It's hard to pick favorites, but there are a few I'm especially proud of. One that springs immediately to mind is "Jordan's Movie Idea with the Gorillas and Sh*t," which was a three-page insane spree that David Hahn absolutely knocked out of the park. Then there was "Maidenhead," illustrated by Gilbert Hernandez, which is a harsh coming of age story about a young werewolf in what is essentially Palestine. But my favorite of all time is probably "Romantic Comedy (with Corpses)," which is a love story about two vampires set in Florence. It was one of those things where I just felt like I really nailed the story, and then it was perfectly drawn by John Bolton, who's probably my favorite artist working in comics today. That was a real high point in my career.
As we close out, this is about a Halloween special, so I wanted to ask some Halloween related questions: first up, what's your favorite scary movie?
It's "The Shining," by a mile. Kubrick creates such an astonishing miasma of dread in that film, that by the time the violence breaks out, you're just dizzy with horror. I can't watch that movie alone. The only other movie I've ever seen that actually scared me was "The Exorcist." Okay, I take that back. The American remake of "The Ring" gave me nightmares for days. But that's about it.
What was the craziest Halloween costume you ever wore?
When I was a kid, my mom sewed this little red devil costume from a pattern. I loved that costume and must have worn it three years in a row, until I couldn't fit in it anymore. It's the costume that Bobby the Devil wears in the annual. In retrospect, it seems odd that my sweet mother would go out of her way to dress me as a minion of Satan, but hey—it was a simpler time.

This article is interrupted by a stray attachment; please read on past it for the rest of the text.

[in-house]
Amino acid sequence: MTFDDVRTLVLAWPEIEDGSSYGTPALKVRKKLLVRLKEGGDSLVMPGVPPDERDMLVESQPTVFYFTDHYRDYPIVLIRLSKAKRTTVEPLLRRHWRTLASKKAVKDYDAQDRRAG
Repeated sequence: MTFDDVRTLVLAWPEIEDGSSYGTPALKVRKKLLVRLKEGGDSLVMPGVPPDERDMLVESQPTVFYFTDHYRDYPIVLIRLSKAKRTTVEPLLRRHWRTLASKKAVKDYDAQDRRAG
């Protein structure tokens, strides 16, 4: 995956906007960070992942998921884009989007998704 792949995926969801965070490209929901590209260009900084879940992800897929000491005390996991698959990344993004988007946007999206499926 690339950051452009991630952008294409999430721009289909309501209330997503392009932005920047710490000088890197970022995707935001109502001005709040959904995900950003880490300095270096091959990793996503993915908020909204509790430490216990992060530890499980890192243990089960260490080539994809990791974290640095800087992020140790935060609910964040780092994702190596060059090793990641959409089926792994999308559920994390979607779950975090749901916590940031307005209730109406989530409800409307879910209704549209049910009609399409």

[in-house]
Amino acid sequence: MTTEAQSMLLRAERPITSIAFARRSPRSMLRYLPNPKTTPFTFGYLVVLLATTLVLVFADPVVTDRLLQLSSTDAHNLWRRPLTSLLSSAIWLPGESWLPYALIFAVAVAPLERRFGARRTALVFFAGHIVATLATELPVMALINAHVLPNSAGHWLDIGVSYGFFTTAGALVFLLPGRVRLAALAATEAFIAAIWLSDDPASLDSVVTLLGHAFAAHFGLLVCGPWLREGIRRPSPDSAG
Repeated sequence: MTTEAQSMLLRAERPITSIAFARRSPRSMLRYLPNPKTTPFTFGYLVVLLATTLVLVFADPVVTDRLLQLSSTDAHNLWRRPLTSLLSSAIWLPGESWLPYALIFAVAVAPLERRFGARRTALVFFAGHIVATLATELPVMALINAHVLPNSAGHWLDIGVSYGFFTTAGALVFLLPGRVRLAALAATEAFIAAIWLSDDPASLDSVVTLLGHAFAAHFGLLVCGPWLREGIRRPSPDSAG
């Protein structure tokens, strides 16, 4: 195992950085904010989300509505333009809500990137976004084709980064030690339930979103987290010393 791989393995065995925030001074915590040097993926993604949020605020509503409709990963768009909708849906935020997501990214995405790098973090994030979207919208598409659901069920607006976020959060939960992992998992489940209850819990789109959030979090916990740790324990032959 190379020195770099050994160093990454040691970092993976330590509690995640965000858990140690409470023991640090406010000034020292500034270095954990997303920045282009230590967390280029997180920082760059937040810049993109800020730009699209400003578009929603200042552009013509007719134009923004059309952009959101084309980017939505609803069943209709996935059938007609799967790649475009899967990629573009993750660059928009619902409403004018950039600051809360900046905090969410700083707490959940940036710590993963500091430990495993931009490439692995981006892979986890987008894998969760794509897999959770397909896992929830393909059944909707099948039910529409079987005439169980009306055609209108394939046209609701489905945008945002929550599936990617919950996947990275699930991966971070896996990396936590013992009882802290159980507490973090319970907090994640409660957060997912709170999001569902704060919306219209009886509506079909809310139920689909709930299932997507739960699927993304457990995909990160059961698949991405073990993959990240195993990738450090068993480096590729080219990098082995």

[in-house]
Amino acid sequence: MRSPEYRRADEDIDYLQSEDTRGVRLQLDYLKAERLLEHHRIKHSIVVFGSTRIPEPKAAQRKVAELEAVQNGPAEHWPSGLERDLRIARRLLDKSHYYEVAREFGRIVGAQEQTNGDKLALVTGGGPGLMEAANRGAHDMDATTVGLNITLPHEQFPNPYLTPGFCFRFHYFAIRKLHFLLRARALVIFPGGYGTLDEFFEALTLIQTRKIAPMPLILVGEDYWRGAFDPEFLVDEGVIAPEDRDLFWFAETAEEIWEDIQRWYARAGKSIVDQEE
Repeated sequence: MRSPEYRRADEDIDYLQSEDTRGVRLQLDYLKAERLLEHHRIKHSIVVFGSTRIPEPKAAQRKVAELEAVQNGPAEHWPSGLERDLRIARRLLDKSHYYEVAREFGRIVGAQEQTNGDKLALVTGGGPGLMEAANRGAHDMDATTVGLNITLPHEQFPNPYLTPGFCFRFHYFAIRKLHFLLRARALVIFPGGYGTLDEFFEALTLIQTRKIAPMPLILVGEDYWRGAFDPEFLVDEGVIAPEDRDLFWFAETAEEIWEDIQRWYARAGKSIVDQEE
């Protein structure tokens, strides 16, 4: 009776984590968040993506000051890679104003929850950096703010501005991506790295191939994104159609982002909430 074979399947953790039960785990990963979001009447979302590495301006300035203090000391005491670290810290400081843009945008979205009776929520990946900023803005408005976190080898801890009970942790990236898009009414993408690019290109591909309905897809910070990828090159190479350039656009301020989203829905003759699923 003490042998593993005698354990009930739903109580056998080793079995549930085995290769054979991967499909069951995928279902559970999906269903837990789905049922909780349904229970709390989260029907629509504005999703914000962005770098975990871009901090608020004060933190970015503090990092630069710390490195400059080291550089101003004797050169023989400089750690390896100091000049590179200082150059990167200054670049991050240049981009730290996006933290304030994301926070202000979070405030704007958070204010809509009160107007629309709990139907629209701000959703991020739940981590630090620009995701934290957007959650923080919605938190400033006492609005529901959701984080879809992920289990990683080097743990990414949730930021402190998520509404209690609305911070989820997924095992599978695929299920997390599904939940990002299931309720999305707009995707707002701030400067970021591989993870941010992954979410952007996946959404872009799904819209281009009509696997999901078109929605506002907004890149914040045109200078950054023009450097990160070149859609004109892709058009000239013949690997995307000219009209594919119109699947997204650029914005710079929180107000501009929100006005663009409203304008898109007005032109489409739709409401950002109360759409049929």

Favorite candy, which may or may not be Halloween specific?
The fun-size Snickers is probably the king of Halloween treats, as far as I'm concerned. When we go through our kids' bags after they get home from trick-or-treating, those tend to vanish up my sleeves. Kids can't appreciate fun-size Snickers the way I do. There is one candy that I only eat at Halloween, and that's Smarties. I would never consider just buying a thing of Smarties. Who would? But I cadge them off of my daughters for weeks after Halloween.
Alright, as a final question, do you have any crazy Halloween stories from when you were growing up?
When I was in college I went out with some friends, and we decided that since we were clearly too old to be trick-or-treating and didn't want to annoy anyone, that we'd write some Halloween carols to sing. I carried my guitar around and when people answered the door, we'd belt out "O Little Town of Salem's Lot" and "O Come All Ye Undead" and "Deck the Walls with Human Entrails." It was fun, and we got lots of candy.
Boys and Girls of every age, if you'd like to see something strange, check out the "House of Mystery Halloween Annual" on Oct 13 from Vertigo.